Russian researchers have developed an inexpensive, safe, and reliable packed eggs surface disinfection technology. This technology helps to kill bacteria, including salmonella, on eggshells. Also, it allows growing broiler chickens with strong immunity to viral diseases. Packed eggs are disinfected with 50 nanoseconds (one billionth of a second) electron beam. Disinfection takes place in plastic containers. The description of the technology was published in Food and Bioproducts Processing.
‘Disinfection of the packed eggs protects eggs from subsequent contamination during storage.’ said Sergey Sokovnin, a professor at Ural Federal University and Ural Branch of Russian Academy of Science. ‘We found out that 5 kGy is enough for disinfection. Such dose allows to disinfect container and eggshells but does not affect the physical properties of the protein, yolk, and shell, or their composition. The size of the eggs does not matter.’
Disinfection does not affect the quality of meat and the volume of chicks. So, if 63% of chickens hatch from ordinary eggs, then from processed ones – 64%. But the difference is that healthy chickens emerge from the disinfected eggs.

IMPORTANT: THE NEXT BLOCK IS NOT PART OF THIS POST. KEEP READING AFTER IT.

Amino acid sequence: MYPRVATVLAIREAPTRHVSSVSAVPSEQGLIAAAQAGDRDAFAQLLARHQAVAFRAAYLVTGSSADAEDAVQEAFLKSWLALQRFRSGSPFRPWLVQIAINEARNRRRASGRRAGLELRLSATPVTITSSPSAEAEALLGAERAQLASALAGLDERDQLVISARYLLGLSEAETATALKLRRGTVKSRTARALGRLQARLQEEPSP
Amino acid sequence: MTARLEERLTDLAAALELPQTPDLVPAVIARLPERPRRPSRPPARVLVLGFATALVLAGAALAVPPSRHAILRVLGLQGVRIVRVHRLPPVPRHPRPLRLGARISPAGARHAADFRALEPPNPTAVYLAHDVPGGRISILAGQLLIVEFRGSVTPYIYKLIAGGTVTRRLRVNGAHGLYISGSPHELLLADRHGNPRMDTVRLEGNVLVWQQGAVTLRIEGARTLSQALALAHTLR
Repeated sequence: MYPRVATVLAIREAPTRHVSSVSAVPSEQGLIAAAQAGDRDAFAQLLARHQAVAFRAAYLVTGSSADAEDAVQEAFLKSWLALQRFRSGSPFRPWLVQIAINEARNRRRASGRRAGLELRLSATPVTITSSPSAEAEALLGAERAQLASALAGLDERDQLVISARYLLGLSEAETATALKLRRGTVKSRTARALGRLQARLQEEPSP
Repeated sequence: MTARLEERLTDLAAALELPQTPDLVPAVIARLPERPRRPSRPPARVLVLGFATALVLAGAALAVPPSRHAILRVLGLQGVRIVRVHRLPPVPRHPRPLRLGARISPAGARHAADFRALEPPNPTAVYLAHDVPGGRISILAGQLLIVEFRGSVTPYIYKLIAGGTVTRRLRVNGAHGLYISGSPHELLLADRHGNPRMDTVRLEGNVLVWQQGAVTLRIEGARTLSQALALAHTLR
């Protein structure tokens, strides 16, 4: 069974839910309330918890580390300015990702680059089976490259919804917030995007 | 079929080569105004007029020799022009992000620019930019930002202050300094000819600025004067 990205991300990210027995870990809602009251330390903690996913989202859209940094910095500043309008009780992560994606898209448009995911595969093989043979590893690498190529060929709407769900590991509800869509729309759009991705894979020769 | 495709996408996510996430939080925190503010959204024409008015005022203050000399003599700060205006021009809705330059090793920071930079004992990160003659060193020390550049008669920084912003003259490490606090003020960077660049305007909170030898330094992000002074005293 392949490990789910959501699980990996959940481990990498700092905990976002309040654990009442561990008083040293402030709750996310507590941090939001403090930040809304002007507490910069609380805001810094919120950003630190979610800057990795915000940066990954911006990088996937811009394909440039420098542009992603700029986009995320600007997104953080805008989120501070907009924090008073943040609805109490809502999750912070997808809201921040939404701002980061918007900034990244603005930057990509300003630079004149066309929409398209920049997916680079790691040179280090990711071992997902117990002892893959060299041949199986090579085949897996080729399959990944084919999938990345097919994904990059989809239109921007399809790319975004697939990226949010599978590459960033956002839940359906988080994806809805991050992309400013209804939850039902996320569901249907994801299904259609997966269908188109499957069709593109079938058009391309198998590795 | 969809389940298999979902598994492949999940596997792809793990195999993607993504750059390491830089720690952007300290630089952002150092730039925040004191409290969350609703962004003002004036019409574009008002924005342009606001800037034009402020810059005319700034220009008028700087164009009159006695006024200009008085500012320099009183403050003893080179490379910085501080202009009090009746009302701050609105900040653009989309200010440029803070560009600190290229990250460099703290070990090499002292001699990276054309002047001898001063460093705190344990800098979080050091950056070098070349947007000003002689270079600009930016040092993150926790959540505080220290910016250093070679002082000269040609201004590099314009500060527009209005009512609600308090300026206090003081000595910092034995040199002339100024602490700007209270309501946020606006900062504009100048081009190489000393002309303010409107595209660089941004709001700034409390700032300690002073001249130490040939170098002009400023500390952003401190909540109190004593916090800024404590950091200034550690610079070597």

‘86% of chickens from untreated eggs show signs of chronic inflammation. In chickens from irradiated eggs, this figure reached only 4%,’ said Sergey Sokovnin. ‘At the same time, chickens from the second group had an increased immunity to Newcastle disease. This is a bird’s viral disease. It means that chickens from sterilised eggs will be less sick and will be possible to significantly reduce the dose of antibiotics when they are growing.’
The technology also saves time for industrial manufacturers. To hatch chickens from clean eggs, take about six hours less. Instead of the usual 22–24 hours, chickens appear in 16–18 hours. This is extremely important as it reduces production costs.
‘The accelerator capacity is 108 million eggs per year, which is enough for a large poultry farm,’ said Sergey Sokovnin. ‘It permits irradiation up to 40 eggs per second. The cost of irradiation of plastic packaging for 10 eggs was €1.2. If one technological line will operate in one shift of 250 working days a year, then the investment will be returned in five years. The main costs are staff salaries, overhead costs, equipment costs.’
There are no serious technical problems with the implementation of the technology. The small size of the accelerator makes it easy to integrate into existing lines for control and packaging of eggs in poultry farms. The technology, according to scientists, can also be used to disinfect the surface of eggs of other birds, as well as products with peels or another natural packaging (seeds, bananas, oranges).